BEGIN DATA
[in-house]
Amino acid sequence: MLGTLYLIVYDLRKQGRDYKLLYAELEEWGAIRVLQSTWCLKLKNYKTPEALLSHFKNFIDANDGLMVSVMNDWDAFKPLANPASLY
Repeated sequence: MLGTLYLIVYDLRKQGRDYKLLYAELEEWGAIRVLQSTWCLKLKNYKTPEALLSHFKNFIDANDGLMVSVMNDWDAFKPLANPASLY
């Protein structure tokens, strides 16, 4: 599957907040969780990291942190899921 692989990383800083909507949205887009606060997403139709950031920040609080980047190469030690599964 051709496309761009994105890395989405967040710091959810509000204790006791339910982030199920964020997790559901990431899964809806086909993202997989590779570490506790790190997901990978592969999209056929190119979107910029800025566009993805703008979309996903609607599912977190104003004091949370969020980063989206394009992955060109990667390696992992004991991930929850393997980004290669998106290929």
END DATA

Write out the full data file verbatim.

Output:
[in-house]
Amino acid sequence: MLGTLYLIVYDLRKQGRDYKLLYAELEEWGAIRVLQSTWCLKLKNYKTPEALLSHFKNFIDANDGLMVSVMNDWDAFKPLANPASLY
Repeated sequence: MLGTLYLIVYDLRKQGRDYKLLYAELEEWGAIRVLQSTWCLKLKNYKTPEALLSHFKNFIDANDGLMVSVMNDWDAFKPLANPASLY
């Protein structure tokens, strides 16, 4: 599957907040969780990291942190899921 692989990383800083909507949205887009606060997403139709950031920040609080980047190469030690599964 051709496309761009994105890395989405967040710091959810509000204790006791339910982030199920964020997790559901990431899964809806086909993202997989590779570490506790790190997901990978592969999209056929190119979107910029800025566009993805703008979309996903609607599912977190104003004091949370969020980063989206394009992955060109990667390696992992004991991930929850393997980004290669998106290929």